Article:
DDW: Anorectal Biofeedback Benefits Some IBS Patients

May 25, 2007

WASHINGTON -- A common treatment for constipation may also be effective in patients with irritable bowel syndrome (IBS) who have constipation-like symptoms caused by pelvic floor dyssynergia.

WASHINGTON, May 25 -- A common treatment for constipation may also be effective in patients with irritable bowel syndrome (IBS) who have constipation-like symptoms caused by pelvic floor dyssynergia, researchers said here.

After three months of weekly anorectal biofeedback therapy, women with the condition experienced significant improvement in bowel satisfaction, bowel function, and quality of life, reported Vid Suttor, M.D., of the Royal North Shore Hospital in Sydney, Australia, at the Digestive Disease Week meetings.

Pelvic floor dyssynergia is a condition in which the muscles and ligaments at the base of the abdomen that support the uterus, bladder, urethra, and rectum-the pelvic floor-don't work in a coordinated fashion, Dr. Suttor said. Significant numbers of patients with IBS also suffer from this condition.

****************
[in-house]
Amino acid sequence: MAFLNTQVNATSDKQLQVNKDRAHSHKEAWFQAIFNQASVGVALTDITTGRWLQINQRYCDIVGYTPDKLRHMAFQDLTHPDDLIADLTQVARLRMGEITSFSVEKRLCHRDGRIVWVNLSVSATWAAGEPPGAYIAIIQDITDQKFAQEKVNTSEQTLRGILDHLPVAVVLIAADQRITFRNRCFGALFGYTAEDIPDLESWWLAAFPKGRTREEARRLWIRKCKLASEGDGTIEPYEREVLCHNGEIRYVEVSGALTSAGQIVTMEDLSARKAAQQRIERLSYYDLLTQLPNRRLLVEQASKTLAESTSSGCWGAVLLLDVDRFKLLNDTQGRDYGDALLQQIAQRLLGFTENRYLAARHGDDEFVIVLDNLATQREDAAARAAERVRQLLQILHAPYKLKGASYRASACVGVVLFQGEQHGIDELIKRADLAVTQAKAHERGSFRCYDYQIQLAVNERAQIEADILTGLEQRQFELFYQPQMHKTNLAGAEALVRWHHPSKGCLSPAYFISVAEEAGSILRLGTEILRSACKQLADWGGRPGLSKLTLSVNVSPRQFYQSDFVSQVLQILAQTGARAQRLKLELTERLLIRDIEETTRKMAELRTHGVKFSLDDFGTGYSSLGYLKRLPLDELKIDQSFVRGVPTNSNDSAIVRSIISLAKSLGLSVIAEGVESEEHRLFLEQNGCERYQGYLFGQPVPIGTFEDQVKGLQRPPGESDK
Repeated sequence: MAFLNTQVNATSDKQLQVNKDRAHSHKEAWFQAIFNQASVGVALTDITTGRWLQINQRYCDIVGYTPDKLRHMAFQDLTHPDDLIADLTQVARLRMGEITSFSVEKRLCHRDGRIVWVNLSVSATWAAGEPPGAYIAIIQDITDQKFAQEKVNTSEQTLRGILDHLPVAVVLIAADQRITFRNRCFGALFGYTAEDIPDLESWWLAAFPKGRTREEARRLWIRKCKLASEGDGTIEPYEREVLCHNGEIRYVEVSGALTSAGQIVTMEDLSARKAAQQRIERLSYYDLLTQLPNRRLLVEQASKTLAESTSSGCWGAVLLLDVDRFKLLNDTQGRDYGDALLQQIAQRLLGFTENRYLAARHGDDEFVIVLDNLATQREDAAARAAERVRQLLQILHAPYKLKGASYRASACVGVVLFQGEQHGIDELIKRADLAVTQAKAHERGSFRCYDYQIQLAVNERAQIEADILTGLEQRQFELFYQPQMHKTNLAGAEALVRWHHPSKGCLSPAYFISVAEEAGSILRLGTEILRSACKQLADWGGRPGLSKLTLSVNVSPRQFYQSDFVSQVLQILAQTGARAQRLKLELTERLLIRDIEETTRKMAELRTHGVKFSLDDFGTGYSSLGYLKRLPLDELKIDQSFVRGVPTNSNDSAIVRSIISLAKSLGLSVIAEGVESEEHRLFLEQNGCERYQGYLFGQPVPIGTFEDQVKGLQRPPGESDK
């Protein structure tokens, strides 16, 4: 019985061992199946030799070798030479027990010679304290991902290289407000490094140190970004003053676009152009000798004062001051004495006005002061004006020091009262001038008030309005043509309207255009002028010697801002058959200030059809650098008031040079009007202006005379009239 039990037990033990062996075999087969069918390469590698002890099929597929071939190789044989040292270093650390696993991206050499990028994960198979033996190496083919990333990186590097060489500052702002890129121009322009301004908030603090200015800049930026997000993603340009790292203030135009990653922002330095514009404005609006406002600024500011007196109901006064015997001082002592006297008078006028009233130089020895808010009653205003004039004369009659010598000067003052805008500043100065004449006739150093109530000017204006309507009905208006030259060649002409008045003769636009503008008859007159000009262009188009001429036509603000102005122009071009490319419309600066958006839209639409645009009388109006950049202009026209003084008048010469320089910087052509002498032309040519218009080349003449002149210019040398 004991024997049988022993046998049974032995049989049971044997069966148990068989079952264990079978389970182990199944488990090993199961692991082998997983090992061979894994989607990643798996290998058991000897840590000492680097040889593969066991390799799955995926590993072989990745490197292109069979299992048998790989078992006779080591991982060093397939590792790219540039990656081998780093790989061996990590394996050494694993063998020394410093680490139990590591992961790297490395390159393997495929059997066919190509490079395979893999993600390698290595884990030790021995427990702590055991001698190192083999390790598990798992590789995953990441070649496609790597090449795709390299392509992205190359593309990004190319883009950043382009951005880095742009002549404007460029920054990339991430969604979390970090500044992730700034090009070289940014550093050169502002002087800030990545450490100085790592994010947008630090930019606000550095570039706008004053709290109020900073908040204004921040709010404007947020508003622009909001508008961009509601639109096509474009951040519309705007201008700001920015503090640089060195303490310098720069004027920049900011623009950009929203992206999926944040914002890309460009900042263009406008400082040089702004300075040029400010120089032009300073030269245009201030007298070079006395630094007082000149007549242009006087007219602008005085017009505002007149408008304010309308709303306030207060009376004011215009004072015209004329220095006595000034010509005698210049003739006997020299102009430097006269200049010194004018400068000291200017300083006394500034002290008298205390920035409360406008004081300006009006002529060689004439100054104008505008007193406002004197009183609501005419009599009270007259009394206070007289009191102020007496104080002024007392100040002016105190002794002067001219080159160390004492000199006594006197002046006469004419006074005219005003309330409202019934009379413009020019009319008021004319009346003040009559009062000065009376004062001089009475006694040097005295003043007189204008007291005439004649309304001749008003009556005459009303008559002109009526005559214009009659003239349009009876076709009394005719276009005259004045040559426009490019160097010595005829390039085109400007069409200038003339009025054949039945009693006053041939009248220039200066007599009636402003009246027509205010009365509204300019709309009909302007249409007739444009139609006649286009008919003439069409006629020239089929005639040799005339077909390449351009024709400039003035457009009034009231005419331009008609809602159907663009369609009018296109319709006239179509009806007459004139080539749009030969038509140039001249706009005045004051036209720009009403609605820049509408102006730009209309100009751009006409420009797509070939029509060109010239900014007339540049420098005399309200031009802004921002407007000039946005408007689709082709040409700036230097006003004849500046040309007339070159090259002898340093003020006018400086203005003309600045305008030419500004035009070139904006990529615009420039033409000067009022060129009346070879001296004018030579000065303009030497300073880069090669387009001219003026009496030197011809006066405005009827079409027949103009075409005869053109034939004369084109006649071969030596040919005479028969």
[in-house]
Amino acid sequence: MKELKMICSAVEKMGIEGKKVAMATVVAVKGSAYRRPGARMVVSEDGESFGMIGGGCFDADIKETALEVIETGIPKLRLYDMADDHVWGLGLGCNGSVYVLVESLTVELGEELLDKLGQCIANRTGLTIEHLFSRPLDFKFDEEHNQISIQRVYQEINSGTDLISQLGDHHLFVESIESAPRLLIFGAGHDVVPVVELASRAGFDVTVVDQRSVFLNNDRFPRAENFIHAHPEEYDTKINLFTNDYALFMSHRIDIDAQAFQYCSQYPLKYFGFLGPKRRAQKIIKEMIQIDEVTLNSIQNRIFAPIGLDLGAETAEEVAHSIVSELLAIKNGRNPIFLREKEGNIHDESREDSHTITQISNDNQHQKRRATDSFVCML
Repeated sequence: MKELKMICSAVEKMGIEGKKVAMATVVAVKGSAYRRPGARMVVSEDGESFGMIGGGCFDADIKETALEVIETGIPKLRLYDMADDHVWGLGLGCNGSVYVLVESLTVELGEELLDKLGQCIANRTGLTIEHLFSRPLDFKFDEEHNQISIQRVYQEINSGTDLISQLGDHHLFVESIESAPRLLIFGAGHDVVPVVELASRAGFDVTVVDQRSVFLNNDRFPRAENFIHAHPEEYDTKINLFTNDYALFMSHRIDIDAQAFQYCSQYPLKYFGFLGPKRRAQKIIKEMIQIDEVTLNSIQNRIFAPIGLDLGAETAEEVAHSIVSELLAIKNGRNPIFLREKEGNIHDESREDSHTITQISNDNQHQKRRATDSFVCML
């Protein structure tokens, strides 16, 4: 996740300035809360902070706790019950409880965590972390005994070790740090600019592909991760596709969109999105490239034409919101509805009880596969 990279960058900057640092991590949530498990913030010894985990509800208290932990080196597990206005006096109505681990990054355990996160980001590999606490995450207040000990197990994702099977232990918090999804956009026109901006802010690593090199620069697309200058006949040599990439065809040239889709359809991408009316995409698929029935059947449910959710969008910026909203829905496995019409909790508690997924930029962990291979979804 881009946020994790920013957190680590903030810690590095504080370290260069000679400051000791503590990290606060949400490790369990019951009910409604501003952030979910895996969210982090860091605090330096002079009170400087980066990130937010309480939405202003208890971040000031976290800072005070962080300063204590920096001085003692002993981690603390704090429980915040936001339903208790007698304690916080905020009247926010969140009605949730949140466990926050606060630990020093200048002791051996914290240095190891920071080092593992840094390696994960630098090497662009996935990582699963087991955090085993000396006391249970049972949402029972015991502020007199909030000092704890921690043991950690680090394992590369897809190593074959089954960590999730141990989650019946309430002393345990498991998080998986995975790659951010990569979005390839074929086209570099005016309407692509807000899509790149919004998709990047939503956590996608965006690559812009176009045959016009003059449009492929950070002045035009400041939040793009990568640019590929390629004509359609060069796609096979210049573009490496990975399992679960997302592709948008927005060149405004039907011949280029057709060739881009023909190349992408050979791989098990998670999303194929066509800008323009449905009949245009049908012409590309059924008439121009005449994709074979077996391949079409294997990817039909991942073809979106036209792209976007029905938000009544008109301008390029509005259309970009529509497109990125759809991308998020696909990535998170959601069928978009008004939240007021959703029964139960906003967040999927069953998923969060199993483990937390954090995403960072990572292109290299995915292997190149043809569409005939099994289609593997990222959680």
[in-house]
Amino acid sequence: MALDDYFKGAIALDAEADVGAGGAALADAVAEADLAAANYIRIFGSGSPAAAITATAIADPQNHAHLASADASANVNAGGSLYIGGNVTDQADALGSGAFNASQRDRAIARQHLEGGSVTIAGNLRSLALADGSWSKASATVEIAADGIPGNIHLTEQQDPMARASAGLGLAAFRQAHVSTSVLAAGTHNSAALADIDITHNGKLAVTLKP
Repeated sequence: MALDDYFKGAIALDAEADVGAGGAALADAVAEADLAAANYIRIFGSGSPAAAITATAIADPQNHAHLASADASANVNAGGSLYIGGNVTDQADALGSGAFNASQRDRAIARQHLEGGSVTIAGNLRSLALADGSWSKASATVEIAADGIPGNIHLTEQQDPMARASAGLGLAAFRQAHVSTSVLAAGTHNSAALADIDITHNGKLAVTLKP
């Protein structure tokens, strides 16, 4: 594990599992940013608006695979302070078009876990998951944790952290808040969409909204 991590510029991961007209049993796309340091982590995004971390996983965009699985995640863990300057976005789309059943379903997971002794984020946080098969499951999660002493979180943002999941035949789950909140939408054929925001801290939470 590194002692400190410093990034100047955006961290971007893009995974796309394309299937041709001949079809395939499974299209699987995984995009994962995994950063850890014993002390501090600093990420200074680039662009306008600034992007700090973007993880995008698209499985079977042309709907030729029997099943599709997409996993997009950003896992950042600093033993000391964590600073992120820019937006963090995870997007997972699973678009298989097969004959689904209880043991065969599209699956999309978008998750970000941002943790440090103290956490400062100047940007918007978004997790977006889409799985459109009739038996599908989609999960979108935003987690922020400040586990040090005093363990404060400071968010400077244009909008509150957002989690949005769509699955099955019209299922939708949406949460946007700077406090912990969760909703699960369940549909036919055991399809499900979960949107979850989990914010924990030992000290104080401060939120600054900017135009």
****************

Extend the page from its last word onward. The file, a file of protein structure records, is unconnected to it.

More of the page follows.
It causes many of the symptoms of constipation, including straining, a sense of incomplete evacuation, sensation of a blocked anus, and pain, Dr. Suttor said. There is no satisfactory treatment, and patients' quality of life is seriously affected, she added.

Dr. Suttor and colleagues enrolled 25 women with IBS and pelvic floor dyssynergia to undergo weekly sessions of biofeedback therapy. During the sessions, a gastroenterologist and a nurse worked together to train patients in how to use their abdominal muscles and how to breathe properly in order to help have a bowel movement. A biofeedback monitor allowed patients to see and react to their rectal pressure.

The therapy also included simulated defection with a water-filled balloon.

The researchers also enrolled 25 women with constipation. They underwent the same biofeedback sessions, so the researchers could directly compare the effectiveness of biofeedback therapy for the two conditions.

Global bowel satisfaction, as measured by a 10-cm visual analog scale, improved by about 5 cm in both groups (P